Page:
Report: German ship carrying Iranian weapons to Syria stopped at sea
According to Der Spiegel, cruiser was carrying ammunition to Syrian port city of Tartus; German government says looking into report.
A German ship carrying Iranian weapons was stopped in the Mediterranean on Saturday, according to a report by Der Spiegel.
The ship, weighing 6,200 tons, was carrying weapons and ammunition to Tartus, Syria with the aim of arming President Bashar Assad's forces, the report said.
It docked a few days ago in Djibouti in the Horn of Africa, where it was loaded with weapons supplied by an Iranian cargo ship.
The ship was identified by Syrian defectors, who contacted the German shipping company. The company then ordered the ship to change course, and although it started heading toward Turkey is was eventually halted 80 kilometers southwest of Tartus.
The German government said it was looking into the report, and its Economy Ministry said it was "investigating whether the ship broke an embargo on Syria."
Der Spiegel quoted shipping agent Torsten Lueddeke of Hamburg-based C.E.G.
Bulk Chartering as saying: "We stopped the ship after we received information
on the weapons cargo."
He said the ship was chartered to Ukraine-based White Whale Shipping, and they said the ship was carrying pumps and similar equipment.
The Ukrainian company denied the ship was carrying any military cargo or weapons, saying instead that it was loaded in India with electronics and was headed for Turkey.
The boat is due to dock in Turkey on Sunday, where it will be unloaded.
Germany has been a strong advocate of sanctions against Syria amid a violent crackdown by President Bashar Assad's government on the country's uprising. The 27-nation European Union has imposed an arms embargo among other measures.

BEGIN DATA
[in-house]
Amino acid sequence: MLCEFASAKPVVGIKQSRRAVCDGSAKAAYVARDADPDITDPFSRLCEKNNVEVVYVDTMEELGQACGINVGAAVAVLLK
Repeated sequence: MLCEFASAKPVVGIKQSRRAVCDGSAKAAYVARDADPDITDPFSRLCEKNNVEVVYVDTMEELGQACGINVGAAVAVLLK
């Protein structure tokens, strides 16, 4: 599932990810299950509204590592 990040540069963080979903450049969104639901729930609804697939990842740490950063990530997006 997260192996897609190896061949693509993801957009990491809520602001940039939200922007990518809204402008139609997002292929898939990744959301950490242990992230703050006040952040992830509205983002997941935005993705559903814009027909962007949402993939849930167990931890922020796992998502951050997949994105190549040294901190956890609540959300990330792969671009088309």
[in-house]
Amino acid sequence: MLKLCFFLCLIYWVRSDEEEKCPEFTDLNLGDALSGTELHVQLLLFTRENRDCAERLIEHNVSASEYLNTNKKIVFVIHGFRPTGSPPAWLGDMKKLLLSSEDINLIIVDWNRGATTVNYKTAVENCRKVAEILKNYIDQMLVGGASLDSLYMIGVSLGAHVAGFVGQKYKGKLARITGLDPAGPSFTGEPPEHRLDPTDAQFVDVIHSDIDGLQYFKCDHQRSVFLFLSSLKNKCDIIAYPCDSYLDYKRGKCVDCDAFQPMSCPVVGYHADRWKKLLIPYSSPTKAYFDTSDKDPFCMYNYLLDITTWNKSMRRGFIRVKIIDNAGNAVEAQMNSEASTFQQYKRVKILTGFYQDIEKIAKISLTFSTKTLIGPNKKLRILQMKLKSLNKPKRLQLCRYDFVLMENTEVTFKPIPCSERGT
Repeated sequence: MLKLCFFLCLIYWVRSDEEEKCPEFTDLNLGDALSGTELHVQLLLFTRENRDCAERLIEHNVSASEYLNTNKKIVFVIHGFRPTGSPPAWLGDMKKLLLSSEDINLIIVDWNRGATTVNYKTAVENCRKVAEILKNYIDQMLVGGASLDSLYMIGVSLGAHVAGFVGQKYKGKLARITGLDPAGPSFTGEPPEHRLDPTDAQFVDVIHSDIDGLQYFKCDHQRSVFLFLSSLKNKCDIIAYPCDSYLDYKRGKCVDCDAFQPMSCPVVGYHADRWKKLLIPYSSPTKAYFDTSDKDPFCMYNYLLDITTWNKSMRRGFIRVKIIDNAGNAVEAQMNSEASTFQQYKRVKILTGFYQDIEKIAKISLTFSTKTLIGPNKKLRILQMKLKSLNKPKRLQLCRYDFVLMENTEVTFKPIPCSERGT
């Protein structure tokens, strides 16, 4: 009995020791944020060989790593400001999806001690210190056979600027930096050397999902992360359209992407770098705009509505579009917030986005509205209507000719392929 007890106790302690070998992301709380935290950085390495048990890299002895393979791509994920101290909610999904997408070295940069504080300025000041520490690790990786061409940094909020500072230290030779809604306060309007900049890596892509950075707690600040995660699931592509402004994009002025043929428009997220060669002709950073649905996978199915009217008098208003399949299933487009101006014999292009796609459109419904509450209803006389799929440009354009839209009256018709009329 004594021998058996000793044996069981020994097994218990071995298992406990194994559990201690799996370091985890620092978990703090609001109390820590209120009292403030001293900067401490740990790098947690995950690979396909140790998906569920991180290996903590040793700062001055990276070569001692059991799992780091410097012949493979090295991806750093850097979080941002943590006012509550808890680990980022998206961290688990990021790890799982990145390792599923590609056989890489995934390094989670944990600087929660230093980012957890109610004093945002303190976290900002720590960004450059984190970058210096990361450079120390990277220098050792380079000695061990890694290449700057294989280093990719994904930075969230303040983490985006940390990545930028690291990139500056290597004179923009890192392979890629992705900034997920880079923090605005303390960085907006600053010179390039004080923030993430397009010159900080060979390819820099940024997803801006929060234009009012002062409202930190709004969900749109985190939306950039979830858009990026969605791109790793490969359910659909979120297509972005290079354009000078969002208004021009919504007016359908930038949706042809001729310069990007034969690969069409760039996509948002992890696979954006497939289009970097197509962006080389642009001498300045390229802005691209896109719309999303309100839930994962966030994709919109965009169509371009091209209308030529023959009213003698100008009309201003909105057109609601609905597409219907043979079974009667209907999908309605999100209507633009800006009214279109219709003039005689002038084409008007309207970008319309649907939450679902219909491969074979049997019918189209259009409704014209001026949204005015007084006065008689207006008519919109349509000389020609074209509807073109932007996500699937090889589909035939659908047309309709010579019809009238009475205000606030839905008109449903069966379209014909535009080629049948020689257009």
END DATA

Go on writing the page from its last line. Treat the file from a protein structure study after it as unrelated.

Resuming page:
Earlier on Saturday, human rights group said Syrian forces shelled two central districts in the battered city of Homs, the first bombings since a ceasefire took hold on Thursday.
"There was shelling last night in the old part of the city, in Jouret al-Shiyah and al-Qaradis. And I have heard eight shells fall in the past hour," Karm Abu Rabea, a resident activist who lives in an adjacent neighborhood, said on Saturday morning.
The British-based Syrian Observatory for Human Rights said that shelling had wounded several people overnight.
On Friday, Syrian forces used live fire, tear gas and clubs to beat back tens of thousands of protesters who took to the streets across the country in powerful and often jubilant displays of defiance. But at that time the UN-brokered truce largely held up without the widespread, bloody offensives that have pushed the nation toward civil war.
Activists said security forces killed at least six people, a lower-than-usual toll. The rallies, described as some of the largest in months, stretched from the suburbs of Damascus to the central province of Hama, Idlib in the north and the southern province of Daraa, where the uprising began in March 2011.